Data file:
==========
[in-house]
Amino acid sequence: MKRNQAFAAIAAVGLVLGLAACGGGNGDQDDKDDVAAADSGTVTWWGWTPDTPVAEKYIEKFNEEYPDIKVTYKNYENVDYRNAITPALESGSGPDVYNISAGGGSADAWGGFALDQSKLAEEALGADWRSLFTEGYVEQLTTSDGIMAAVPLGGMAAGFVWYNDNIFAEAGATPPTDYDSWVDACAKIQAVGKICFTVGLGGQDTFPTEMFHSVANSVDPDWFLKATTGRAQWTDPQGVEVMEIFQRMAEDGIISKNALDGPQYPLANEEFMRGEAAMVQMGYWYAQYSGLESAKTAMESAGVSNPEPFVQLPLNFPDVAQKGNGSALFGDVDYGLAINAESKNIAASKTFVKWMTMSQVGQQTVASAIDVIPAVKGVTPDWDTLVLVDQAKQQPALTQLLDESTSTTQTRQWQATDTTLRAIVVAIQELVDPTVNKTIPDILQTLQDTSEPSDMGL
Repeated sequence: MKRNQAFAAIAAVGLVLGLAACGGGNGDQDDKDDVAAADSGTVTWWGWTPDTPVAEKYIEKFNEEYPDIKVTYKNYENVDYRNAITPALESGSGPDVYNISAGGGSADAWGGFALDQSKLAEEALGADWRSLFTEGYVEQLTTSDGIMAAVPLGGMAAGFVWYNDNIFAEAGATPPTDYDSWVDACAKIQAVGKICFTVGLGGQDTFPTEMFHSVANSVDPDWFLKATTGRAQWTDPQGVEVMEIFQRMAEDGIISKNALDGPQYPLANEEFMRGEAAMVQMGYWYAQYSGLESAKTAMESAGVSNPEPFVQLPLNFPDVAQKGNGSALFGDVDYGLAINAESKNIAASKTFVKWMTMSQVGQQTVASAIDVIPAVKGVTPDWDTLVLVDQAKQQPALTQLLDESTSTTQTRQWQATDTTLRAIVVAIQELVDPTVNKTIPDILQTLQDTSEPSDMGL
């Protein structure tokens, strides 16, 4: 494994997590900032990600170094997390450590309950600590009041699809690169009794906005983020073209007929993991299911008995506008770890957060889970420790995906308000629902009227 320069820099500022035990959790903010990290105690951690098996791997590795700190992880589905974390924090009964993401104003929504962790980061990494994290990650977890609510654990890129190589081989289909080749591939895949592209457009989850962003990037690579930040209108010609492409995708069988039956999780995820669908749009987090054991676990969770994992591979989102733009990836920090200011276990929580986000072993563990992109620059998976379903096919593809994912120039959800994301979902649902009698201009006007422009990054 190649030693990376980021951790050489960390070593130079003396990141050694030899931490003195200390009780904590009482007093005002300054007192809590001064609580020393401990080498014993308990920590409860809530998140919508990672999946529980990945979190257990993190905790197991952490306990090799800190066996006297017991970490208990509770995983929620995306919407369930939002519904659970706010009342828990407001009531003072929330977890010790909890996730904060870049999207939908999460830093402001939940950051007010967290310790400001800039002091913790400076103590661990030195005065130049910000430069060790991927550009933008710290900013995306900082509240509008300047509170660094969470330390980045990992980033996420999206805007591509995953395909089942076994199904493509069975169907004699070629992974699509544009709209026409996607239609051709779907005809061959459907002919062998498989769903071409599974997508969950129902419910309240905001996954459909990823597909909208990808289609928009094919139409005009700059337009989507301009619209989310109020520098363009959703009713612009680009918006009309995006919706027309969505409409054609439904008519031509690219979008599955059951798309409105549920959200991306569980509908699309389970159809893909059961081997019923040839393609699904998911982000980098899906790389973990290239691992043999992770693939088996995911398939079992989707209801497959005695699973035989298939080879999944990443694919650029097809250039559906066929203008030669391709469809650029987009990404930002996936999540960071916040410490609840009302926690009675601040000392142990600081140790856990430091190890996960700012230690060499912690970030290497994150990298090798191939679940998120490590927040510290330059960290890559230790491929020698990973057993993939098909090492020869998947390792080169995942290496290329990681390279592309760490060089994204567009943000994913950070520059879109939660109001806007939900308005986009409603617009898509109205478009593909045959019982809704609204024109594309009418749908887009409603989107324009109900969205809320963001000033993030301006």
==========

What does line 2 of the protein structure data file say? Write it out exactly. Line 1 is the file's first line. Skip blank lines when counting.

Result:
Amino acid sequence: MKRNQAFAAIAAVGLVLGLAACGGGNGDQDDKDDVAAADSGTVTWWGWTPDTPVAEKYIEKFNEEYPDIKVTYKNYENVDYRNAITPALESGSGPDVYNISAGGGSADAWGGFALDQSKLAEEALGADWRSLFTEGYVEQLTTSDGIMAAVPLGGMAAGFVWYNDNIFAEAGATPPTDYDSWVDACAKIQAVGKICFTVGLGGQDTFPTEMFHSVANSVDPDWFLKATTGRAQWTDPQGVEVMEIFQRMAEDGIISKNALDGPQYPLANEEFMRGEAAMVQMGYWYAQYSGLESAKTAMESAGVSNPEPFVQLPLNFPDVAQKGNGSALFGDVDYGLAINAESKNIAASKTFVKWMTMSQVGQQTVASAIDVIPAVKGVTPDWDTLVLVDQAKQQPALTQLLDESTSTTQTRQWQATDTTLRAIVVAIQELVDPTVNKTIPDILQTLQDTSEPSDMGL